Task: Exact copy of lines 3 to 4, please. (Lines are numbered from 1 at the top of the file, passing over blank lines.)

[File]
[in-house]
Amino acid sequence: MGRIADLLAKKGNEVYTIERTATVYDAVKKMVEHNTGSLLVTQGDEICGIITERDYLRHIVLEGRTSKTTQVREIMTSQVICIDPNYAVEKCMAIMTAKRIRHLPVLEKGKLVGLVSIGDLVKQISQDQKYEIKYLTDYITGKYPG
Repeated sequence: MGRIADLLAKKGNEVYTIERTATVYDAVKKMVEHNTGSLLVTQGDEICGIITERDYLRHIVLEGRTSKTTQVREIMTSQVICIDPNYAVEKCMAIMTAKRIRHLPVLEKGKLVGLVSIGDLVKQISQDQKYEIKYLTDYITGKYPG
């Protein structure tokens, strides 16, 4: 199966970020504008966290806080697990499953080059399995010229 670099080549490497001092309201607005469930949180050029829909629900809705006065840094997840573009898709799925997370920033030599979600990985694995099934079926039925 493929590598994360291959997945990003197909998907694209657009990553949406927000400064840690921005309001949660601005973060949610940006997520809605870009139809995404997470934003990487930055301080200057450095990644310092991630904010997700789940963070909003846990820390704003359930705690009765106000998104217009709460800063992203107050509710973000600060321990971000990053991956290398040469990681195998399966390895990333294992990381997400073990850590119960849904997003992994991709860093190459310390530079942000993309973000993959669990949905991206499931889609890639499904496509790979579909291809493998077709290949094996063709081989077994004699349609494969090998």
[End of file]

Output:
Repeated sequence: MGRIADLLAKKGNEVYTIERTATVYDAVKKMVEHNTGSLLVTQGDEICGIITERDYLRHIVLEGRTSKTTQVREIMTSQVICIDPNYAVEKCMAIMTAKRIRHLPVLEKGKLVGLVSIGDLVKQISQDQKYEIKYLTDYITGKYPG
């Protein structure tokens, strides 16, 4: 199966970020504008966290806080697990499953080059399995010229 670099080549490497001092309201607005469930949180050029829909629900809705006065840094997840573009898709799925997370920033030599979600990985694995099934079926039925 493929590598994360291959997945990003197909998907694209657009990553949406927000400064840690921005309001949660601005973060949610940006997520809605870009139809995404997470934003990487930055301080200057450095990644310092991630904010997700789940963070909003846990820390704003359930705690009765106000998104217009709460800063992203107050509710973000600060321990971000990053991956290398040469990681195998399966390895990333294992990381997400073990850590119960849904997003992994991709860093190459310390530079942000993309973000993959669990949905991206499931889609890639499904496509790979579909291809493998077709290949094996063709081989077994004699349609494969090998």